With a few 4bies in between, I've now got a moderately modded Deisel GV and couldn't be happier. These only come in a manual and the combination is probably not best for beach work (IMHO petrol autos have it all over any other configurations in soft sand) but the economy is sensational.

I've put it through some pretty ordinary terrain in the Vic High Country, Flinders Ranges and Otways with just the Bridgestone ATRs and it hasn't dissapointed but at the end of the day, even with the security of bash plates, snorkels and diff breathers, there are places I would take the Jeep that I would not risk the GV on. Even after a 40mm lift, the transfer case, exhaust, rear diff and sill panels are still pretty close to terra firma.

If you're looking for a tourer with low range capabilities and not needing anything bigger than 31" tyres, you'd be hard pressed to find a more reliable and econimcal vehicle than the new GV with a few mods. If you're going more extreme than that, I don't think the GV is for you.

Guessing there might be some in the forum that don't share my thoughts but it's just my opinion, and when you've got Cruisers, Patrols and Jeeps with anything between 33" and 37" tyres tearing up tracks, now more than ever I need to selective on where to go (Did Canunda 20 years ago in a stock SJ410 on 28" tyres, wouldn't get 1/4 way now).

Are you in Melbourne? If so, I'm happy to meet somewhere if you want to take a look before you commit.

Cheers
Wes
 

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Low range is standard in all 5 door models of the current shape except of course the latter model rear disc 2wd models.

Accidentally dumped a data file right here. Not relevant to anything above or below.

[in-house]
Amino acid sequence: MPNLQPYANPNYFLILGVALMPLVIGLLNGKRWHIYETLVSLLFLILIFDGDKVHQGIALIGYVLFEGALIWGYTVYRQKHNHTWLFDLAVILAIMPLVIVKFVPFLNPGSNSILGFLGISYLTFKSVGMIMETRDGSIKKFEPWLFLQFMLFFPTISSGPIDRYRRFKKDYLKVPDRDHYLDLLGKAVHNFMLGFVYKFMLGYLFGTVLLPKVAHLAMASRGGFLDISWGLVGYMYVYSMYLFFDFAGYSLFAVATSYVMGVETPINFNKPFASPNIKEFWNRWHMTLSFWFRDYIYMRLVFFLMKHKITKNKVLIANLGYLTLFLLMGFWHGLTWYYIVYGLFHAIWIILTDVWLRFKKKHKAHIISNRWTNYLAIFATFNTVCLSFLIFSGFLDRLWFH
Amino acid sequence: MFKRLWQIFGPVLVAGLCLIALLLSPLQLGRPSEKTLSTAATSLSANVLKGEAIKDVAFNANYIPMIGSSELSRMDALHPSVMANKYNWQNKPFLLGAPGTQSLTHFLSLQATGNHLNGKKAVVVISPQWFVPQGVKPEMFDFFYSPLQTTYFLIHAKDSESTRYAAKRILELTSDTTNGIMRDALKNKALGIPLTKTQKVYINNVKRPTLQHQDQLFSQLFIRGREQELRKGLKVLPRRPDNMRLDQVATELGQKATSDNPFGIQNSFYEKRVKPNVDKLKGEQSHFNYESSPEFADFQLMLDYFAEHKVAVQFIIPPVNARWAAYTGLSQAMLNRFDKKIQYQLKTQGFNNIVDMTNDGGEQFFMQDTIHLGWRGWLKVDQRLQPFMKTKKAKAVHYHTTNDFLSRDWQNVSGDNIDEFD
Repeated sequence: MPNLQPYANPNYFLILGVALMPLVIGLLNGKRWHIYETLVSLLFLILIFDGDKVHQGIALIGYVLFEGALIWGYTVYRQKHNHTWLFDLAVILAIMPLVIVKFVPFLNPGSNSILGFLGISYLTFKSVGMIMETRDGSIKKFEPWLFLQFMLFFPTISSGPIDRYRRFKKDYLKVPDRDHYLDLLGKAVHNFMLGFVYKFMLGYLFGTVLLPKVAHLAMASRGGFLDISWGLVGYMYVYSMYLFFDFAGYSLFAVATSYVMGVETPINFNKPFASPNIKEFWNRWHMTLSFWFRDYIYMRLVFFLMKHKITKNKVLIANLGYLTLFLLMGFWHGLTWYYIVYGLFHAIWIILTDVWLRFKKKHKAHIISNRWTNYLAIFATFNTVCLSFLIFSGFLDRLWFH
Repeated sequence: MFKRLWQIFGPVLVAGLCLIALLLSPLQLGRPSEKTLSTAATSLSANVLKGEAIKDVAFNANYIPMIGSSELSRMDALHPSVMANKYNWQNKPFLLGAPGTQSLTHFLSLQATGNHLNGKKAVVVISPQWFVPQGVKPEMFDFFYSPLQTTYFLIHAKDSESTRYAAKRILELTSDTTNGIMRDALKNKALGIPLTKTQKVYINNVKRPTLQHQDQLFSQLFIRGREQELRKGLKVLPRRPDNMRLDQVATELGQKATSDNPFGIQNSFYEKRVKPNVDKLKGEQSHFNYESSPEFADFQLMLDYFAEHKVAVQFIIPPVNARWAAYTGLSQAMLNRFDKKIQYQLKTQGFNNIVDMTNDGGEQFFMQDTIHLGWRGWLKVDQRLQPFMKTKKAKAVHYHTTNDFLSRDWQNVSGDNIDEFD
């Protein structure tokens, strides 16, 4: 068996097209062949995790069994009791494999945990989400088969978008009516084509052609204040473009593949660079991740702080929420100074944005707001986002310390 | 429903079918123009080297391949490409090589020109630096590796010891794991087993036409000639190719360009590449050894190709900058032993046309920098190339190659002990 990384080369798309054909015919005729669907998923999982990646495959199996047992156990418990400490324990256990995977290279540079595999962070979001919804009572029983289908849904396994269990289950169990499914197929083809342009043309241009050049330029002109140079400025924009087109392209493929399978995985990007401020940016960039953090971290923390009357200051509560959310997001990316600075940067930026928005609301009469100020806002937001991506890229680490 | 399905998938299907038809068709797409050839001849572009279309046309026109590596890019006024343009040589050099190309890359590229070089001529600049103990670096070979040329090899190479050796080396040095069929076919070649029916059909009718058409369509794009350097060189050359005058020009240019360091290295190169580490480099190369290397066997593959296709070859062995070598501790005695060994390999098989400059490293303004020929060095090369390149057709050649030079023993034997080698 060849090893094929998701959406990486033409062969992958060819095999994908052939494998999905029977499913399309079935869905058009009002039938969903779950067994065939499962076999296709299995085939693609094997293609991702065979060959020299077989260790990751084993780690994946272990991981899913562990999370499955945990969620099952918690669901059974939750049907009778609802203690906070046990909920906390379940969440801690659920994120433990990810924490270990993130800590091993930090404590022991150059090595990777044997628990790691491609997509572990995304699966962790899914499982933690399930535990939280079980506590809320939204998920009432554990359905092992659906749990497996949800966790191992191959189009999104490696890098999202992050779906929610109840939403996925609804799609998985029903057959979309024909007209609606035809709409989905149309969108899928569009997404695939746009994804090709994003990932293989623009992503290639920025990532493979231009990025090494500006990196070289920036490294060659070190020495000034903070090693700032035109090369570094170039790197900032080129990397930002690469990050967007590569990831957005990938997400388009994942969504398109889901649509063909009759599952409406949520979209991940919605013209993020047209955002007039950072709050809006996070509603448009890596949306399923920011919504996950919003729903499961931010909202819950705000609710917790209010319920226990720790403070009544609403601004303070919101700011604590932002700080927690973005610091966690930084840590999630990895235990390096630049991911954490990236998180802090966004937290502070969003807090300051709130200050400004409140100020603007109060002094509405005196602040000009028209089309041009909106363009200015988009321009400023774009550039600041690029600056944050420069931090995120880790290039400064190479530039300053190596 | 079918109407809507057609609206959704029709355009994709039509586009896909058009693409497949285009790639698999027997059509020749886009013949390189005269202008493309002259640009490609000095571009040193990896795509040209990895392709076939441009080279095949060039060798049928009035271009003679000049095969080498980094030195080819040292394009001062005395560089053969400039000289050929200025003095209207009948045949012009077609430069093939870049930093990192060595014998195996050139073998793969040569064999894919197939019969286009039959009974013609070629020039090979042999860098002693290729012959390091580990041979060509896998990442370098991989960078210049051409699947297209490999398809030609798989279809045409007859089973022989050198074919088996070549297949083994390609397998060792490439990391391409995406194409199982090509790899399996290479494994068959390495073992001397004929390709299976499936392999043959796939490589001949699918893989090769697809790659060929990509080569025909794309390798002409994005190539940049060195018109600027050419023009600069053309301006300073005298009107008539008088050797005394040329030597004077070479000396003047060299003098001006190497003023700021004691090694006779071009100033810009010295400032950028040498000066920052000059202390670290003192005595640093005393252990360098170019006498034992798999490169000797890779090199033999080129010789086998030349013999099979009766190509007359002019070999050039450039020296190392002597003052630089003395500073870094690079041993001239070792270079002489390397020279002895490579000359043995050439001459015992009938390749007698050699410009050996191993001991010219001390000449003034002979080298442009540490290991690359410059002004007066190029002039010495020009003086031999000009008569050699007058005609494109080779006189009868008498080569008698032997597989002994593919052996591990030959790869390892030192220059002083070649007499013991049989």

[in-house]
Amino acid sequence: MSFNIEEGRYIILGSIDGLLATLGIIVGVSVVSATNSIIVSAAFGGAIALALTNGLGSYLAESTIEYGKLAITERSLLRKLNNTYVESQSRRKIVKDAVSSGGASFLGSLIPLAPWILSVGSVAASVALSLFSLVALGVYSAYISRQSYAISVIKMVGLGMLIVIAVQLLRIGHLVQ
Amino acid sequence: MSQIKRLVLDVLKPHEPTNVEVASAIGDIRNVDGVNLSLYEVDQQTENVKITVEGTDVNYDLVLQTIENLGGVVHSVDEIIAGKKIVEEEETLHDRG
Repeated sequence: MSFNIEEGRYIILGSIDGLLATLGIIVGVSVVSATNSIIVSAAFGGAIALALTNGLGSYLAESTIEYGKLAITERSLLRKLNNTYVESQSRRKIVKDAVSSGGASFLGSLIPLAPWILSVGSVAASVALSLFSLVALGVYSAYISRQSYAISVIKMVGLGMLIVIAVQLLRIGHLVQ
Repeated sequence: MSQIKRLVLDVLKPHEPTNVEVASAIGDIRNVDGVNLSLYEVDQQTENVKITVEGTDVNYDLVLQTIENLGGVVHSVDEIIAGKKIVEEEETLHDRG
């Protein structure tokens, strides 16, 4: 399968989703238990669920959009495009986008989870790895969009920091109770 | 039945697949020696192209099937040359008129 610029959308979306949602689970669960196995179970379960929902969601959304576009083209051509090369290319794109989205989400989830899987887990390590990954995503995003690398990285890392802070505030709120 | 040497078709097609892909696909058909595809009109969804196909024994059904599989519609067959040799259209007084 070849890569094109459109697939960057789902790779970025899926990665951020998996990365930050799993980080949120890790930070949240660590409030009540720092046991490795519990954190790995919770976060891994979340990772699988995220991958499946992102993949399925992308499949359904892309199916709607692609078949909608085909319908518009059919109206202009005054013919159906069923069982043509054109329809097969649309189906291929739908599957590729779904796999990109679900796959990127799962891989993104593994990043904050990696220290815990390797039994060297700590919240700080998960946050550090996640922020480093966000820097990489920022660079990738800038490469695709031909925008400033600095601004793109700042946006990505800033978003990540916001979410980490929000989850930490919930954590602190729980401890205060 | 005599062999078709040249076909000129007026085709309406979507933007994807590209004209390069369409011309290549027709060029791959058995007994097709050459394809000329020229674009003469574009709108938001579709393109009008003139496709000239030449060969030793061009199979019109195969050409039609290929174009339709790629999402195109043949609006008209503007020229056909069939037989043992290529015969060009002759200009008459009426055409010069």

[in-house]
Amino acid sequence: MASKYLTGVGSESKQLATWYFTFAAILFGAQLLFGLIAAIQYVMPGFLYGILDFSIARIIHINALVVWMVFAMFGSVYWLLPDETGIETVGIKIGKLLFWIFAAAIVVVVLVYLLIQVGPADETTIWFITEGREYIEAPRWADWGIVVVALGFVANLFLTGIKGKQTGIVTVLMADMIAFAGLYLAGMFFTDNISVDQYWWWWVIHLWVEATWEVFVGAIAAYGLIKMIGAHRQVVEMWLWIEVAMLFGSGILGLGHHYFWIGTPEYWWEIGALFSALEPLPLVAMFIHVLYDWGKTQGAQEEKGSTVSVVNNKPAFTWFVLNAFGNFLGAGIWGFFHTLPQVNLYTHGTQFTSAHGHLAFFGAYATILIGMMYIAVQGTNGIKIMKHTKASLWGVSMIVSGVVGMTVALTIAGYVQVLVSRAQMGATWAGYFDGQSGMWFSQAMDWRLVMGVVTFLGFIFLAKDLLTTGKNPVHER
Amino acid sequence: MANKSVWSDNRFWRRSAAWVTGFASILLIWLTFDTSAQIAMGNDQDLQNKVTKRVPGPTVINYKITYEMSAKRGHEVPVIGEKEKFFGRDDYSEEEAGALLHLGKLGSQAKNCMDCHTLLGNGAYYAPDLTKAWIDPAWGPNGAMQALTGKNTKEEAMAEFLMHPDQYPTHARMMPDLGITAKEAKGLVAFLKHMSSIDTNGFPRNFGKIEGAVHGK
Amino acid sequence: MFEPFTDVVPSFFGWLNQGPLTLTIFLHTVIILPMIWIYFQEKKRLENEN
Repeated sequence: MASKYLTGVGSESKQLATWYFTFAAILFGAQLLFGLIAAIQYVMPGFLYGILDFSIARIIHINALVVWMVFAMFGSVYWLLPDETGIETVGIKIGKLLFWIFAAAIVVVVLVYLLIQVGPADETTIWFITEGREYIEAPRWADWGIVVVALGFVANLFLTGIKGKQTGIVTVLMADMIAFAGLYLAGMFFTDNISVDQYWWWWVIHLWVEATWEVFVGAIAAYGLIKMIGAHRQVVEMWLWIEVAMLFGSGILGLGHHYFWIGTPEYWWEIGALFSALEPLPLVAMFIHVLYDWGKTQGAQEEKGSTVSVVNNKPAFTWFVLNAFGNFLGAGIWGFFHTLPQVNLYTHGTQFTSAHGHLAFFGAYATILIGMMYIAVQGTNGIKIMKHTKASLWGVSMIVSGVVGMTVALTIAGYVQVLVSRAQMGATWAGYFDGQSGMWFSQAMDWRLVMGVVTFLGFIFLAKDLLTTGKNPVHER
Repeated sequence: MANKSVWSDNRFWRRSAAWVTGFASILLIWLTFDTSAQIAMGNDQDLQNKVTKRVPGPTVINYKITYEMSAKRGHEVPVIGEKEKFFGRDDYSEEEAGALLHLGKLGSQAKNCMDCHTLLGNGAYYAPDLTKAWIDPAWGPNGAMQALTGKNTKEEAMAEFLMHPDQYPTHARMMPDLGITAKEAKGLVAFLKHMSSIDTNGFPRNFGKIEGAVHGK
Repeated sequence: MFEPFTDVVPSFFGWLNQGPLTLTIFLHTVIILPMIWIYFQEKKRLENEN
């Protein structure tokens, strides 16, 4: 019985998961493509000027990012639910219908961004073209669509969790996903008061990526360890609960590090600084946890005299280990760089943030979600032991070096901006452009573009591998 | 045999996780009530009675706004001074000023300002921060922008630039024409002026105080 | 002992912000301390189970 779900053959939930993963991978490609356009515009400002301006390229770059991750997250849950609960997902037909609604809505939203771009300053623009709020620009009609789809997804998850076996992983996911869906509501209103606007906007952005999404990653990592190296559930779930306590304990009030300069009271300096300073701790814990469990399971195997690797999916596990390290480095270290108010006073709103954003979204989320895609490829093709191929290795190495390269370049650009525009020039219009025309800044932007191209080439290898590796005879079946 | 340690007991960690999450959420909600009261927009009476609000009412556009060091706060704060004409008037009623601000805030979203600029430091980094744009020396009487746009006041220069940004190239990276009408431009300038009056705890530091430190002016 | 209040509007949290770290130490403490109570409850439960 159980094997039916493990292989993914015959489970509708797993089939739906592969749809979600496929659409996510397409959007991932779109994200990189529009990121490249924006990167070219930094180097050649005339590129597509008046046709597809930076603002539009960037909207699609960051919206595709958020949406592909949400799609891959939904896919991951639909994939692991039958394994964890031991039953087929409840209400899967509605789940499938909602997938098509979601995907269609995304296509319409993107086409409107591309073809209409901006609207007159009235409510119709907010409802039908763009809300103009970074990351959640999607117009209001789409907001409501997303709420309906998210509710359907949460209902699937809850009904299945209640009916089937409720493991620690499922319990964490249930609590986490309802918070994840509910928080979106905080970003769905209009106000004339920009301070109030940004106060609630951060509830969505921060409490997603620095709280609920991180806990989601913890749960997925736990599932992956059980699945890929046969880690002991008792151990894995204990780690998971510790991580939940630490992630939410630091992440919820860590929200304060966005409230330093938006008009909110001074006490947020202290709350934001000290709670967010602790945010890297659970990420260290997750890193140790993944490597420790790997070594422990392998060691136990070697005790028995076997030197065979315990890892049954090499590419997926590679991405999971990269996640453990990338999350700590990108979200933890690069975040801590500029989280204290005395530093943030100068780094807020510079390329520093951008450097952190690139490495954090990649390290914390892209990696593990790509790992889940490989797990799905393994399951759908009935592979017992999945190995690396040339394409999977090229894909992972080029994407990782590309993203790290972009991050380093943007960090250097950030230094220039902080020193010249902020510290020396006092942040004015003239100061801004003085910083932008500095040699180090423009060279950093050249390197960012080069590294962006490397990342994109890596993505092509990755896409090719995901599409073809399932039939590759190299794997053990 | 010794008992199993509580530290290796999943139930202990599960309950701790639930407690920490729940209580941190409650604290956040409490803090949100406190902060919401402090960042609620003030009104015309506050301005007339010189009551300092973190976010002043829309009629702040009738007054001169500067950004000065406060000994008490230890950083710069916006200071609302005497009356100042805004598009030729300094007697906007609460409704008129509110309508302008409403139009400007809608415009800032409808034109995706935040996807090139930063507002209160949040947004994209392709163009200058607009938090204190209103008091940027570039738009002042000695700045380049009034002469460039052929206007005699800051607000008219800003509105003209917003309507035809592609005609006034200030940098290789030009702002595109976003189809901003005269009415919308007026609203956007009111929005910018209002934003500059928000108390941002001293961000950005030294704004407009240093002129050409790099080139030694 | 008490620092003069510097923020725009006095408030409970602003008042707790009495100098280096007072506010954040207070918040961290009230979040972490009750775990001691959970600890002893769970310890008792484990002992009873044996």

The only 4wd model that didn't have it was the earlier model 1.6 3 door before the rear disc brake update. So you should be safe buying anything that has the 4wd switch on the dash under the aircond controls which like most cherokees runs all modes except the suzuki doesn't do the 2wd option. So you have full time onroad 4wd, parttime 4wd low and high for offroad and neutral for flat towing behind motorhomes.

Models offered in qld may vary slightly in equipment and limited editions due to a different distributer to the rest of oz.
Just for reference, anyone from North America reading this should be aware that the first year of this generation, '06, as sold in Canada and the US, had low range only on the JLX-L, or most expensive model. After that, the low range either came standard or was an option on all but the cheaper/cheapest model. Eventually it may have become standard on all models. There were also 2wd versions sold in North America, and diesels were never sold here. Nor was the 2-door version.